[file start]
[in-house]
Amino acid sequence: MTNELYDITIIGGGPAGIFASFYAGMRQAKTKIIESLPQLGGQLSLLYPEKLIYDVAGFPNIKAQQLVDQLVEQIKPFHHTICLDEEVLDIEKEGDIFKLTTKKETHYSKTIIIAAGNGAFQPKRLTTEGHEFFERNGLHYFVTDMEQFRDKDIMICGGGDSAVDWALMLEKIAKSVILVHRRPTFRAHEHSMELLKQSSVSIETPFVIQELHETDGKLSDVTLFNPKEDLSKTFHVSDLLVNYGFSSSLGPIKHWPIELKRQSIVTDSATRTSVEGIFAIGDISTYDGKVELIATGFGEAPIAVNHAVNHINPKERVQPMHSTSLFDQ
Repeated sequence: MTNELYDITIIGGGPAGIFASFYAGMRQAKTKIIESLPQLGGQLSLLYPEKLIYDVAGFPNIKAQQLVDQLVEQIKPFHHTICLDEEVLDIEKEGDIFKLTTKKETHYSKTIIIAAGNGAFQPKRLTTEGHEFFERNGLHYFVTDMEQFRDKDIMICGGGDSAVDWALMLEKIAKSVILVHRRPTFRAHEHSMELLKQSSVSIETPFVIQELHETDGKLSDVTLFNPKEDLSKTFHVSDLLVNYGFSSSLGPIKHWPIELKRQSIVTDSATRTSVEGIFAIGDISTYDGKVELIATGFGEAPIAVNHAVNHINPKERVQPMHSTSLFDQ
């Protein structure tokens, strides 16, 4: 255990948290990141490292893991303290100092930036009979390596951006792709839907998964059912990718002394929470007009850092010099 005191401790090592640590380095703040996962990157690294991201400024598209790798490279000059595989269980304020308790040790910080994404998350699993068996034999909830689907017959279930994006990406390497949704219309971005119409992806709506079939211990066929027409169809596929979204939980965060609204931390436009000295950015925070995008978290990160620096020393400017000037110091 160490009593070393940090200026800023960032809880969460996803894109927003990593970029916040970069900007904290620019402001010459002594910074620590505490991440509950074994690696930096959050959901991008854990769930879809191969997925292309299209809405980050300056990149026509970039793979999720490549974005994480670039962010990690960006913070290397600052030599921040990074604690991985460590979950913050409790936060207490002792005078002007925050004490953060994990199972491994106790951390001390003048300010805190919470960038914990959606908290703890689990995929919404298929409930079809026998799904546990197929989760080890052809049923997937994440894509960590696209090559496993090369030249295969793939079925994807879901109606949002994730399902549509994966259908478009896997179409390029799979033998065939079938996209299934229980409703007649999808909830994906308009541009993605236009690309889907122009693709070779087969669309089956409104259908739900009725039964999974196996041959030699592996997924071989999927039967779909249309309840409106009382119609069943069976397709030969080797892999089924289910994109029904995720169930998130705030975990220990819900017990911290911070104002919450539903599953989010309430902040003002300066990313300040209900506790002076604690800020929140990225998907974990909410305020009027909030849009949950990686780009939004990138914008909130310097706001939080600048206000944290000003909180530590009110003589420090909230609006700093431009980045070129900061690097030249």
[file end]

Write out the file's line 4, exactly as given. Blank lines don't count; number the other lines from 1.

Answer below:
């Protein structure tokens, strides 16, 4: 255990948290990141490292893991303290100092930036009979390596951006792709839907998964059912990718002394929470007009850092010099 005191401790090592640590380095703040996962990157690294991201400024598209790798490279000059595989269980304020308790040790910080994404998350699993068996034999909830689907017959279930994006990406390497949704219309971005119409992806709506079939211990066929027409169809596929979204939980965060609204931390436009000295950015925070995008978290990160620096020393400017000037110091 160490009593070393940090200026800023960032809880969460996803894109927003990593970029916040970069900007904290620019402001010459002594910074620590505490991440509950074994690696930096959050959901991008854990769930879809191969997925292309299209809405980050300056990149026509970039793979999720490549974005994480670039962010990690960006913070290397600052030599921040990074604690991985460590979950913050409790936060207490002792005078002007925050004490953060994990199972491994106790951390001390003048300010805190919470960038914990959606908290703890689990995929919404298929409930079809026998799904546990197929989760080890052809049923997937994440894509960590696209090559496993090369030249295969793939079925994807879901109606949002994730399902549509994966259908478009896997179409390029799979033998065939079938996209299934229980409703007649999808909830994906308009541009993605236009690309889907122009693709070779087969669309089956409104259908739900009725039964999974196996041959030699592996997924071989999927039967779909249309309840409106009382119609069943069976397709030969080797892999089924289910994109029904995720169930998130705030975990220990819900017990911290911070104002919450539903599953989010309430902040003002300066990313300040209900506790002076604690800020929140990225998907974990909410305020009027909030849009949950990686780009939004990138914008909130310097706001939080600048206000944290000003909180530590009110003589420090909230609006700093431009980045070129900061690097030249």